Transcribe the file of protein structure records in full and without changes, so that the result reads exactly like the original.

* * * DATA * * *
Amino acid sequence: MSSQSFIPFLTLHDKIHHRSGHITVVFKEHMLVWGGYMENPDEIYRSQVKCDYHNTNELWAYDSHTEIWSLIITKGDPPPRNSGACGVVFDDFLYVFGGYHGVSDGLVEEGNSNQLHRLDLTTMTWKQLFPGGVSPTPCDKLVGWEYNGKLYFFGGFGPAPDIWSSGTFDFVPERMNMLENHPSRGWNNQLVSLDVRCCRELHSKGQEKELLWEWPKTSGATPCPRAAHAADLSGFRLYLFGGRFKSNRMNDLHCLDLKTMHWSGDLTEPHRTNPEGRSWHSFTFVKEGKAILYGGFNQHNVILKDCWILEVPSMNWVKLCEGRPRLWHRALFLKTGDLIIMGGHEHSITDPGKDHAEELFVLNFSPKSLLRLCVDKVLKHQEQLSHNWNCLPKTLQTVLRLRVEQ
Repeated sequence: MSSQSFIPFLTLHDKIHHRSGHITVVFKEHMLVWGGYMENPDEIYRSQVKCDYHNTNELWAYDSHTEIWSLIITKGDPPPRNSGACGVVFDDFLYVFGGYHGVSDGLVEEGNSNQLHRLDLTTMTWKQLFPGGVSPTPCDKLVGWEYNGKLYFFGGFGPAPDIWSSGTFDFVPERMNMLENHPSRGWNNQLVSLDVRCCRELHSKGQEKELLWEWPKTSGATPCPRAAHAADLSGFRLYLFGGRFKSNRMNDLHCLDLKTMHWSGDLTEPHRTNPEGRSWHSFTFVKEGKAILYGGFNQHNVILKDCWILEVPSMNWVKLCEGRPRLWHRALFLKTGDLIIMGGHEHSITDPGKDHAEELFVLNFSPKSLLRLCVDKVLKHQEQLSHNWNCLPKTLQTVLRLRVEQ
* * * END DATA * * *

Amino acid sequence: MSSQSFIPFLTLHDKIHHRSGHITVVFKEHMLVWGGYMENPDEIYRSQVKCDYHNTNELWAYDSHTEIWSLIITKGDPPPRNSGACGVVFDDFLYVFGGYHGVSDGLVEEGNSNQLHRLDLTTMTWKQLFPGGVSPTPCDKLVGWEYNGKLYFFGGFGPAPDIWSSGTFDFVPERMNMLENHPSRGWNNQLVSLDVRCCRELHSKGQEKELLWEWPKTSGATPCPRAAHAADLSGFRLYLFGGRFKSNRMNDLHCLDLKTMHWSGDLTEPHRTNPEGRSWHSFTFVKEGKAILYGGFNQHNVILKDCWILEVPSMNWVKLCEGRPRLWHRALFLKTGDLIIMGGHEHSITDPGKDHAEELFVLNFSPKSLLRLCVDKVLKHQEQLSHNWNCLPKTLQTVLRLRVEQ
Repeated sequence: MSSQSFIPFLTLHDKIHHRSGHITVVFKEHMLVWGGYMENPDEIYRSQVKCDYHNTNELWAYDSHTEIWSLIITKGDPPPRNSGACGVVFDDFLYVFGGYHGVSDGLVEEGNSNQLHRLDLTTMTWKQLFPGGVSPTPCDKLVGWEYNGKLYFFGGFGPAPDIWSSGTFDFVPERMNMLENHPSRGWNNQLVSLDVRCCRELHSKGQEKELLWEWPKTSGATPCPRAAHAADLSGFRLYLFGGRFKSNRMNDLHCLDLKTMHWSGDLTEPHRTNPEGRSWHSFTFVKEGKAILYGGFNQHNVILKDCWILEVPSMNWVKLCEGRPRLWHRALFLKTGDLIIMGGHEHSITDPGKDHAEELFVLNFSPKSLLRLCVDKVLKHQEQLSHNWNCLPKTLQTVLRLRVEQ